• You will probably need to make changes in some of the foods you eat. Ask your provider about the benefits of talking to a dietician to learn what you need in a healthy diet.
  • If your angina was caused by plaque build-up in your heart arteries, you will need to eat a diet low in sodium, low in cholesterol and high in fiber.
  • Ask your healthcare provider if there are any foods or medicines you should avoid.
  • Drink enough fluids to keep your urine light yellow in color, unless you are told to limit fluids.
  • Lose weight if you need to and keep a healthy weight.
  • Exercise as your provider recommends.
  • Follow activity restrictions, such as not driving or operating machinery, as recommended by your healthcare provider or pharmacist, especially if you are taking pain medicines.
  • Don’t smoke. Smoking can worsen poor blood circulation.
  • Find ways to make your life less stressful.

Call emergency medical services or 911 if you have new or worsening:

  • Chest pain or pressure, squeezing, or fullness in the center of your chest that lasts more than few minutes, or goes away and comes back (may feel like indigestion or heartburn)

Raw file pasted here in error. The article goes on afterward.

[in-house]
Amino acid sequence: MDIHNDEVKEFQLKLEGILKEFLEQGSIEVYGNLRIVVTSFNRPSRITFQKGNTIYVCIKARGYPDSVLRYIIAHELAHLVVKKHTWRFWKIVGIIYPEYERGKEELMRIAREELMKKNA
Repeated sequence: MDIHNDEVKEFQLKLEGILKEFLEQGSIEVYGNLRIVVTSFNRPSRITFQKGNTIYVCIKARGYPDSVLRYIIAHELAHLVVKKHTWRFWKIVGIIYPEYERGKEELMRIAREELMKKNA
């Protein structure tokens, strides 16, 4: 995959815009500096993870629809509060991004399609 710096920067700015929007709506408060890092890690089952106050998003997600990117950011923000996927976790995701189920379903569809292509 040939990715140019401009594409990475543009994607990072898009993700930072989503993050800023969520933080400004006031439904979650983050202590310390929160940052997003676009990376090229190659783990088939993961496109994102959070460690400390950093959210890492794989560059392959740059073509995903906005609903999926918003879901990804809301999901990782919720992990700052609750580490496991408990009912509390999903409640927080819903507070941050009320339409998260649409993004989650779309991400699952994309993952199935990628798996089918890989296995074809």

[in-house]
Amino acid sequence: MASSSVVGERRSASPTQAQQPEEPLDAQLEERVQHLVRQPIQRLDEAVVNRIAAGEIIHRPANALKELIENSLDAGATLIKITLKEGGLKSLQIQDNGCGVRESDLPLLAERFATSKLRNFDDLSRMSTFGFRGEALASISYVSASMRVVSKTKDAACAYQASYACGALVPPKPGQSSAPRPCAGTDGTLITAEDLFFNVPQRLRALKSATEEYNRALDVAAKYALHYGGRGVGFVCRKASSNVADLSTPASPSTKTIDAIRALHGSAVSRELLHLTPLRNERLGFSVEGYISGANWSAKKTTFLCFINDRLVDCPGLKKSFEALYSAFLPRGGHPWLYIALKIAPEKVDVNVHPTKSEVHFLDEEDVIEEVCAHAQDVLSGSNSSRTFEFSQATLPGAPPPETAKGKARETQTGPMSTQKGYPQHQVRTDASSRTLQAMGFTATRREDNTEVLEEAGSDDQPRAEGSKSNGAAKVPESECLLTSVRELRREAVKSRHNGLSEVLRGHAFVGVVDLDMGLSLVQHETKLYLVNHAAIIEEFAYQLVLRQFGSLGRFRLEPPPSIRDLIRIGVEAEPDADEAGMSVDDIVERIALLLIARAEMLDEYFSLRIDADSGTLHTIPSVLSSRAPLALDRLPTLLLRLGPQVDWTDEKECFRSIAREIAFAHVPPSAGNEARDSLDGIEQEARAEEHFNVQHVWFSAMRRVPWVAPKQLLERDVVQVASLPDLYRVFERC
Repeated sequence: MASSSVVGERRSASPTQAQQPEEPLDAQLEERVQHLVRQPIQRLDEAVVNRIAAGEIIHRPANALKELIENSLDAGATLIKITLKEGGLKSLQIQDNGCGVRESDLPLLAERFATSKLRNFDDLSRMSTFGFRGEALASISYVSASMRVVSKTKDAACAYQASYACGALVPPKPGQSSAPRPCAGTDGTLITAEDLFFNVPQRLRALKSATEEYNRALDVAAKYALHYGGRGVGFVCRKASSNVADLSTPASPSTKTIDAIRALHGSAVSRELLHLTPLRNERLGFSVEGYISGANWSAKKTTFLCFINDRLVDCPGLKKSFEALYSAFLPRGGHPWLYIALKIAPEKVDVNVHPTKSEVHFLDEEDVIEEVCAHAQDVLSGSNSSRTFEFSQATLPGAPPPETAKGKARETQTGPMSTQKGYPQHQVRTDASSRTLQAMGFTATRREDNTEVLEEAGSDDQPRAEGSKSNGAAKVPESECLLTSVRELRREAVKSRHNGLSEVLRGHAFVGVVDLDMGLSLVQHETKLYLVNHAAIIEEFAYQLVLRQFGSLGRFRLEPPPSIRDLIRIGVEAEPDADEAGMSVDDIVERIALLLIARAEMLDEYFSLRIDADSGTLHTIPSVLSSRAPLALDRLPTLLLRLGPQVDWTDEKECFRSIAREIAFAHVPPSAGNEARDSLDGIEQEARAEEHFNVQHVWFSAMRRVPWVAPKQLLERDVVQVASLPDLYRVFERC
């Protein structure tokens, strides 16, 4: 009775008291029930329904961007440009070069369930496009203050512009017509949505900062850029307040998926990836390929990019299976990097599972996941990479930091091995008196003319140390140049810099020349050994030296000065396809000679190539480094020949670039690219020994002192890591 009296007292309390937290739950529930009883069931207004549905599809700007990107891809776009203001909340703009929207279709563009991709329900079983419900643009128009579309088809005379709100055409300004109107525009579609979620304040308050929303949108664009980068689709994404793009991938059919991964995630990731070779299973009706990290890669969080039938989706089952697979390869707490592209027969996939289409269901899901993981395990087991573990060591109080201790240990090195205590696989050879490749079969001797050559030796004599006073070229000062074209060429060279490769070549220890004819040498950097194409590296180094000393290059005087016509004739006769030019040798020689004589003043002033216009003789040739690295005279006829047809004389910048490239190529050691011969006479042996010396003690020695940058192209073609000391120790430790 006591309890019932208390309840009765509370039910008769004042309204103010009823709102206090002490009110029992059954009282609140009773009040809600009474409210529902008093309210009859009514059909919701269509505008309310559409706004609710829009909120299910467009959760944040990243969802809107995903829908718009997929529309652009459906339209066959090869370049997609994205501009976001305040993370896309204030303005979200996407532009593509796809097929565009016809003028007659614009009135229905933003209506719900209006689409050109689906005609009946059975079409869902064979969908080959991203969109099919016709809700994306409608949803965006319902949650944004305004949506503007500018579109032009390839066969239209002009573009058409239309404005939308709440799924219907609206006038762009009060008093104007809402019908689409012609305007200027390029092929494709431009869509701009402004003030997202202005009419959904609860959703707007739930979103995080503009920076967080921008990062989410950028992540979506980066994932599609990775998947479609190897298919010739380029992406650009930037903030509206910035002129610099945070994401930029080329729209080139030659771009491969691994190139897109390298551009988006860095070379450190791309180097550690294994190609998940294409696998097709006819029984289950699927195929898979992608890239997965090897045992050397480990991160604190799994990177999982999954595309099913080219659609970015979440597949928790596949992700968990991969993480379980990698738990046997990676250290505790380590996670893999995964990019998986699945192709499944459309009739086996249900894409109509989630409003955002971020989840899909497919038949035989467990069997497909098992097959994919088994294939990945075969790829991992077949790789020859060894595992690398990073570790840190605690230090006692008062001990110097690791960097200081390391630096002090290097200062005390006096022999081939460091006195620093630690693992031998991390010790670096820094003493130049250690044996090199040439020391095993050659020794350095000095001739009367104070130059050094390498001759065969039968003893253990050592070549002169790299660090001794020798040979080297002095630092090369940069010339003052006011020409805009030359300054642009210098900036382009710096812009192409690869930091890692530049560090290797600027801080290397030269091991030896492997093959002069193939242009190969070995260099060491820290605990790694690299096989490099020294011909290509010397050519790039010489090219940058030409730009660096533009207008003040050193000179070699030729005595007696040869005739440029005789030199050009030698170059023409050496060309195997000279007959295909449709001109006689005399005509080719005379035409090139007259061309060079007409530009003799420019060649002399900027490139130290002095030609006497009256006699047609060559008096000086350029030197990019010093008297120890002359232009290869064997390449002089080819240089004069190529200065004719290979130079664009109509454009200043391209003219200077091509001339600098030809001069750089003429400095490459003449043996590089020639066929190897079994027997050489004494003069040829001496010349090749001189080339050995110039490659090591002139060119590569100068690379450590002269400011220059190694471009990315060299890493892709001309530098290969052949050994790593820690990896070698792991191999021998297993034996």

• Pain or discomfort in one or both arms or shoulders, or in your back, neck, jaw, or stomach
  • Trouble breathing
  • Breaking out in a cold sweat for no known reason
  • If your provider has prescribed nitroglycerin for angina, pain that does not go away after taking your nitroglycerin as directed
  • Along with the previous symptoms, feeling very tired, faint, or sick to your stomach

If you have any of these symptoms, do not drive yourself.

Call your provider right away if you have new or worsening:

  • Pain or numbness in your arm or leg
  • Bleeding, excess bruising, or a lot of swelling where the catheter was inserted
  • Chest pain that gets worse or happens more often
  • Dizziness or lightheadedness
  • Inability to do your normal daily activities
  • Feeling like your heart is beating too fast, too slow, or skipping beats
  • Signs of infection around your surgical wound. These include:
    • The area around your wound is more red or painful
    • Your wound area is very warm to touch
    • You have blood, pus, or other fluid coming from the wound area
    • You have a fever higher than 101.5° F (38.6° C)
    • You have chills or muscle aches
  • Signs of a problem when you are taking blood thinners, such as:
    • Unusual bruising
    • Red or black bowel movements
    • Cuts that do not stop bleeding

Ask your healthcare provider about any medicine, treatment, or information that you do not understand.

Developed by RelayHealth.
Acute Care Advisor 2015.1 published by RelayHealth.
Last modified: 2014-07-30
Last reviewed: 2014-07-31
This content is reviewed periodically and is subject to change as new health information becomes available. The information is intended to inform and educate and is not a replacement for medical evaluation, advice, diagnosis or treatment by a healthcare professional.
Copyright ©1986-2015 McKesson Corporation and/or one of its subsidiaries. All rights reserved.